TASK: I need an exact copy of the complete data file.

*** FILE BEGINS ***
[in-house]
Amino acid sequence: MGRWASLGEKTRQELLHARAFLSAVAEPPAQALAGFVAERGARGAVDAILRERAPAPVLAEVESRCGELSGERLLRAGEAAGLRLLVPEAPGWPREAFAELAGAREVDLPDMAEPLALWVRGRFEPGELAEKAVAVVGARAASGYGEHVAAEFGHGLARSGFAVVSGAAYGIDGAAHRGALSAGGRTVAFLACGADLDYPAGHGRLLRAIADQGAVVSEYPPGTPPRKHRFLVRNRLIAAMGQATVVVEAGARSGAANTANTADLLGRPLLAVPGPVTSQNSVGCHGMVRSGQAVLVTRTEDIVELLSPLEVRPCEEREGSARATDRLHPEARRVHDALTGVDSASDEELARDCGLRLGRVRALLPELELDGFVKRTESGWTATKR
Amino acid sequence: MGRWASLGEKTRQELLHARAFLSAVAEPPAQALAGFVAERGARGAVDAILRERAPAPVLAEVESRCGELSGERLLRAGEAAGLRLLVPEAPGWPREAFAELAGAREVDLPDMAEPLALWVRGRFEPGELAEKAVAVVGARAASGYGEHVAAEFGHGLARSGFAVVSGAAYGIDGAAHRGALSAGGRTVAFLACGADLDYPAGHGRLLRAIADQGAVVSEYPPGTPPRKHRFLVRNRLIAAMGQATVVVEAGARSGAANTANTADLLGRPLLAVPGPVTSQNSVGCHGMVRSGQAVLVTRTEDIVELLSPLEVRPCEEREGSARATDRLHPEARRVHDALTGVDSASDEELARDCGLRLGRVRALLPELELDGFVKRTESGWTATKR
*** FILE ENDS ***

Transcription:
[in-house]
Amino acid sequence: MGRWASLGEKTRQELLHARAFLSAVAEPPAQALAGFVAERGARGAVDAILRERAPAPVLAEVESRCGELSGERLLRAGEAAGLRLLVPEAPGWPREAFAELAGAREVDLPDMAEPLALWVRGRFEPGELAEKAVAVVGARAASGYGEHVAAEFGHGLARSGFAVVSGAAYGIDGAAHRGALSAGGRTVAFLACGADLDYPAGHGRLLRAIADQGAVVSEYPPGTPPRKHRFLVRNRLIAAMGQATVVVEAGARSGAANTANTADLLGRPLLAVPGPVTSQNSVGCHGMVRSGQAVLVTRTEDIVELLSPLEVRPCEEREGSARATDRLHPEARRVHDALTGVDSASDEELARDCGLRLGRVRALLPELELDGFVKRTESGWTATKR
Amino acid sequence: MGRWASLGEKTRQELLHARAFLSAVAEPPAQALAGFVAERGARGAVDAILRERAPAPVLAEVESRCGELSGERLLRAGEAAGLRLLVPEAPGWPREAFAELAGAREVDLPDMAEPLALWVRGRFEPGELAEKAVAVVGARAASGYGEHVAAEFGHGLARSGFAVVSGAAYGIDGAAHRGALSAGGRTVAFLACGADLDYPAGHGRLLRAIADQGAVVSEYPPGTPPRKHRFLVRNRLIAAMGQATVVVEAGARSGAANTANTADLLGRPLLAVPGPVTSQNSVGCHGMVRSGQAVLVTRTEDIVELLSPLEVRPCEEREGSARATDRLHPEARRVHDALTGVDSASDEELARDCGLRLGRVRALLPELELDGFVKRTESGWTATKR